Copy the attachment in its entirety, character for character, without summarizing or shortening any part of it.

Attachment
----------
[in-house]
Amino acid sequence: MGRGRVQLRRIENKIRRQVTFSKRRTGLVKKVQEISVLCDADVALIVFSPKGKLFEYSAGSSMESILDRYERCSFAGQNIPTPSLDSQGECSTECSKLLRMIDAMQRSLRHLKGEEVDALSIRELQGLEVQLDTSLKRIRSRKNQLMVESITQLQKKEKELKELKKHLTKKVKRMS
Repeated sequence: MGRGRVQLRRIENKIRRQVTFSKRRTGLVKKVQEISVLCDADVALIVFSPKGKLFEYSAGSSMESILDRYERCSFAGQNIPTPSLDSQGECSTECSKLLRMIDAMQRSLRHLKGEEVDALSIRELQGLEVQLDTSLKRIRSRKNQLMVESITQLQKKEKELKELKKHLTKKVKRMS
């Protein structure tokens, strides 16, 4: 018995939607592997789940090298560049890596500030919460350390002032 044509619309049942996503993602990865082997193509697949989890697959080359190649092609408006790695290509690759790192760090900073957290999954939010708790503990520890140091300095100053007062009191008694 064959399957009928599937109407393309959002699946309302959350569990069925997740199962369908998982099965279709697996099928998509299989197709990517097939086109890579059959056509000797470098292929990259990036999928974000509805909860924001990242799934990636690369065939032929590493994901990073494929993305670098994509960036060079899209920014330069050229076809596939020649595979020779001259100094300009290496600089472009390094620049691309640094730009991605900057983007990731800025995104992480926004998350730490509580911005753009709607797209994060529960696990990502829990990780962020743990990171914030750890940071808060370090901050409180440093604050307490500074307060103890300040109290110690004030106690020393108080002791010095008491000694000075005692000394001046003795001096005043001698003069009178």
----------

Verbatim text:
[in-house]
Amino acid sequence: MGRGRVQLRRIENKIRRQVTFSKRRTGLVKKVQEISVLCDADVALIVFSPKGKLFEYSAGSSMESILDRYERCSFAGQNIPTPSLDSQGECSTECSKLLRMIDAMQRSLRHLKGEEVDALSIRELQGLEVQLDTSLKRIRSRKNQLMVESITQLQKKEKELKELKKHLTKKVKRMS
Repeated sequence: MGRGRVQLRRIENKIRRQVTFSKRRTGLVKKVQEISVLCDADVALIVFSPKGKLFEYSAGSSMESILDRYERCSFAGQNIPTPSLDSQGECSTECSKLLRMIDAMQRSLRHLKGEEVDALSIRELQGLEVQLDTSLKRIRSRKNQLMVESITQLQKKEKELKELKKHLTKKVKRMS
């Protein structure tokens, strides 16, 4: 018995939607592997789940090298560049890596500030919460350390002032 044509619309049942996503993602990865082997193509697949989890697959080359190649092609408006790695290509690759790192760090900073957290999954939010708790503990520890140091300095100053007062009191008694 064959399957009928599937109407393309959002699946309302959350569990069925997740199962369908998982099965279709697996099928998509299989197709990517097939086109890579059959056509000797470098292929990259990036999928974000509805909860924001990242799934990636690369065939032929590493994901990073494929993305670098994509960036060079899209920014330069050229076809596939020649595979020779001259100094300009290496600089472009390094620049691309640094730009991605900057983007990731800025995104992480926004998350730490509580911005753009709607797209994060529960696990990502829990990780962020743990990171914030750890940071808060370090901050409180440093604050307490500074307060103890300040109290110690004030106690020393108080002791010095008491000694000075005692000394001046003795001096005043001698003069009178």